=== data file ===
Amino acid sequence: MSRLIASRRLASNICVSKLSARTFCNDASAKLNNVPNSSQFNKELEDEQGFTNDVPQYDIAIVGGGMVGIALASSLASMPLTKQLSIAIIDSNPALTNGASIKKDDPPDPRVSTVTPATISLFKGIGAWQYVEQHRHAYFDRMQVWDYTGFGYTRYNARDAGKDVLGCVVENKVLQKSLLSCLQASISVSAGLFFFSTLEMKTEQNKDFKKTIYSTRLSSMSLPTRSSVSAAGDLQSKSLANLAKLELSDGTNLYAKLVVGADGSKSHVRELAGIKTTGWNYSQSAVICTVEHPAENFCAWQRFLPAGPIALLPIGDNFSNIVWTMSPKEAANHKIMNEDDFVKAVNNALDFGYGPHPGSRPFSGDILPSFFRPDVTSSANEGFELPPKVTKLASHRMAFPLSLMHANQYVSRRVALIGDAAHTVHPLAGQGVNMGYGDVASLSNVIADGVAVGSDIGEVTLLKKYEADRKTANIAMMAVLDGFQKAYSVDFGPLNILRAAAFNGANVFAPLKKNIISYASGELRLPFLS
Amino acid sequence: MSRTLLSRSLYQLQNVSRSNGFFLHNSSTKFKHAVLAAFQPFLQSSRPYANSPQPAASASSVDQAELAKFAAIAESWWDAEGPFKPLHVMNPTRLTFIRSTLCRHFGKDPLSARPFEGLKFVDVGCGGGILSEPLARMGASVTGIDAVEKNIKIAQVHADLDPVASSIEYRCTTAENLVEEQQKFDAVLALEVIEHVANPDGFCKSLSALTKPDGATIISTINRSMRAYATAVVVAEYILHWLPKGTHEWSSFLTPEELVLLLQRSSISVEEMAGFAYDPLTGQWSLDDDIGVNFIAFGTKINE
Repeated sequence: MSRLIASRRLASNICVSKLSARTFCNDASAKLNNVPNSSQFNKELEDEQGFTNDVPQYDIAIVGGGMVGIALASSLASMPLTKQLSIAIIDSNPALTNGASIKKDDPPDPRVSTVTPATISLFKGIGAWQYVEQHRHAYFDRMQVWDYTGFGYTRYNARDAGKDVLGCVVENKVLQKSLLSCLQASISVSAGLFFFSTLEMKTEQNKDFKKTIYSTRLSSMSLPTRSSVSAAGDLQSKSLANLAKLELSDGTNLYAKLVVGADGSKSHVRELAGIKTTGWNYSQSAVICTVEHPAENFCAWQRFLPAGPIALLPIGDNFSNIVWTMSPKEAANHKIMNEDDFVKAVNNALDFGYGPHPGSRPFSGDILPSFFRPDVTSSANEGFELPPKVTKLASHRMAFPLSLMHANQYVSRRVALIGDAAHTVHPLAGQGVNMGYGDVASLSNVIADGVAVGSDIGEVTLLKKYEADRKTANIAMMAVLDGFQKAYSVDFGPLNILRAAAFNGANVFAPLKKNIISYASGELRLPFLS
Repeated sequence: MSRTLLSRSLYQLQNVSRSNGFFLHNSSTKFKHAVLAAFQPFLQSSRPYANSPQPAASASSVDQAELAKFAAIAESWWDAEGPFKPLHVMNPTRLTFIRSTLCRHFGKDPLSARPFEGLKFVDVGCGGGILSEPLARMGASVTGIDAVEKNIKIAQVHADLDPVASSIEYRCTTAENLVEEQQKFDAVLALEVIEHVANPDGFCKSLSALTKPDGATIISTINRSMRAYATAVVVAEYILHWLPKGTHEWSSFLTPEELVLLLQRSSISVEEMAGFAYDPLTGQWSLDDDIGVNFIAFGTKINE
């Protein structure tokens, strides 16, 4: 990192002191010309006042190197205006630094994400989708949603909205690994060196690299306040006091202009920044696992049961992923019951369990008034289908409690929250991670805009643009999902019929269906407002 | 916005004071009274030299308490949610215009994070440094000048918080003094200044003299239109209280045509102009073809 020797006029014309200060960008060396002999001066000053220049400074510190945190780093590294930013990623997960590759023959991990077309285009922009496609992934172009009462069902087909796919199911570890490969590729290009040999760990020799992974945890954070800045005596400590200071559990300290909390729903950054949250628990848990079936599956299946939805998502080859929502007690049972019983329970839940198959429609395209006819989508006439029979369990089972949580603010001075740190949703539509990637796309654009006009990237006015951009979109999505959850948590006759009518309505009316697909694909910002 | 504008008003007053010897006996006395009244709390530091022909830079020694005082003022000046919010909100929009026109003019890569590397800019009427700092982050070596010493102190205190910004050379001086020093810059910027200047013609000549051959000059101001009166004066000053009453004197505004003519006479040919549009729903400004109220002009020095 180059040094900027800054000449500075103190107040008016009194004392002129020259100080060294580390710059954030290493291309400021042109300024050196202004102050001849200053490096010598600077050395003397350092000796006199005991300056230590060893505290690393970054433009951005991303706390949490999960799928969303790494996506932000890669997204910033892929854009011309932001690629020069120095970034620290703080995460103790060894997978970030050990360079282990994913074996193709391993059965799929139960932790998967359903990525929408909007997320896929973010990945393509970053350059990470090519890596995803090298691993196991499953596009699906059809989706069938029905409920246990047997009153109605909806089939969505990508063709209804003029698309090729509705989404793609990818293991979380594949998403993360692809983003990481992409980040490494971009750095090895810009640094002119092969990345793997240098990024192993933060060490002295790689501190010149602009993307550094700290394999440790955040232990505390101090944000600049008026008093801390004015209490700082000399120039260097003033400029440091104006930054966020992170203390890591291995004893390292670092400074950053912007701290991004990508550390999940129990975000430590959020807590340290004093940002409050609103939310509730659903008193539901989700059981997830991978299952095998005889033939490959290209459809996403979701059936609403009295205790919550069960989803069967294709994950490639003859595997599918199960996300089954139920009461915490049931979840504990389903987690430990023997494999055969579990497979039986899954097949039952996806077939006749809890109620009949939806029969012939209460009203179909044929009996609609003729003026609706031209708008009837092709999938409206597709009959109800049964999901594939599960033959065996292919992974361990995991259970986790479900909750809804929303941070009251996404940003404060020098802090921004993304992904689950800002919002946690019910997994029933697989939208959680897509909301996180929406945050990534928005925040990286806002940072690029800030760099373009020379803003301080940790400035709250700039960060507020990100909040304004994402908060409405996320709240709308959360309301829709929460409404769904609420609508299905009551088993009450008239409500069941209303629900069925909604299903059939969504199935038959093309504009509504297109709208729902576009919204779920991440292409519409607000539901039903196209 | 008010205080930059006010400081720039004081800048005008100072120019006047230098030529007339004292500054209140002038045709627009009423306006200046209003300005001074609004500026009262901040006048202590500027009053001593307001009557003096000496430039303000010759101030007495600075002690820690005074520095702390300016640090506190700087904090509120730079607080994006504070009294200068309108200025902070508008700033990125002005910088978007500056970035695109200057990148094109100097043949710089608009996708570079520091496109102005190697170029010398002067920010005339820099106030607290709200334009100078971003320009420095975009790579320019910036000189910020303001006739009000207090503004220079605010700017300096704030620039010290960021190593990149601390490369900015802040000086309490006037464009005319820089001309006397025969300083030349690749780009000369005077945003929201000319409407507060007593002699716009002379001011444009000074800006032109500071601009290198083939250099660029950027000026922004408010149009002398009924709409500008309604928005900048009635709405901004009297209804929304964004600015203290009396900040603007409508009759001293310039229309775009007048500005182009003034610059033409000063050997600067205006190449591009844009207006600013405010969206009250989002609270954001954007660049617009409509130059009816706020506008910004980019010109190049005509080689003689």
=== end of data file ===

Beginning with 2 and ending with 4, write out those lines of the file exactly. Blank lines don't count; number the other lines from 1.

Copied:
Amino acid sequence: MSRTLLSRSLYQLQNVSRSNGFFLHNSSTKFKHAVLAAFQPFLQSSRPYANSPQPAASASSVDQAELAKFAAIAESWWDAEGPFKPLHVMNPTRLTFIRSTLCRHFGKDPLSARPFEGLKFVDVGCGGGILSEPLARMGASVTGIDAVEKNIKIAQVHADLDPVASSIEYRCTTAENLVEEQQKFDAVLALEVIEHVANPDGFCKSLSALTKPDGATIISTINRSMRAYATAVVVAEYILHWLPKGTHEWSSFLTPEELVLLLQRSSISVEEMAGFAYDPLTGQWSLDDDIGVNFIAFGTKINE
Repeated sequence: MSRLIASRRLASNICVSKLSARTFCNDASAKLNNVPNSSQFNKELEDEQGFTNDVPQYDIAIVGGGMVGIALASSLASMPLTKQLSIAIIDSNPALTNGASIKKDDPPDPRVSTVTPATISLFKGIGAWQYVEQHRHAYFDRMQVWDYTGFGYTRYNARDAGKDVLGCVVENKVLQKSLLSCLQASISVSAGLFFFSTLEMKTEQNKDFKKTIYSTRLSSMSLPTRSSVSAAGDLQSKSLANLAKLELSDGTNLYAKLVVGADGSKSHVRELAGIKTTGWNYSQSAVICTVEHPAENFCAWQRFLPAGPIALLPIGDNFSNIVWTMSPKEAANHKIMNEDDFVKAVNNALDFGYGPHPGSRPFSGDILPSFFRPDVTSSANEGFELPPKVTKLASHRMAFPLSLMHANQYVSRRVALIGDAAHTVHPLAGQGVNMGYGDVASLSNVIADGVAVGSDIGEVTLLKKYEADRKTANIAMMAVLDGFQKAYSVDFGPLNILRAAAFNGANVFAPLKKNIISYASGELRLPFLS
Repeated sequence: MSRTLLSRSLYQLQNVSRSNGFFLHNSSTKFKHAVLAAFQPFLQSSRPYANSPQPAASASSVDQAELAKFAAIAESWWDAEGPFKPLHVMNPTRLTFIRSTLCRHFGKDPLSARPFEGLKFVDVGCGGGILSEPLARMGASVTGIDAVEKNIKIAQVHADLDPVASSIEYRCTTAENLVEEQQKFDAVLALEVIEHVANPDGFCKSLSALTKPDGATIISTINRSMRAYATAVVVAEYILHWLPKGTHEWSSFLTPEELVLLLQRSSISVEEMAGFAYDPLTGQWSLDDDIGVNFIAFGTKINE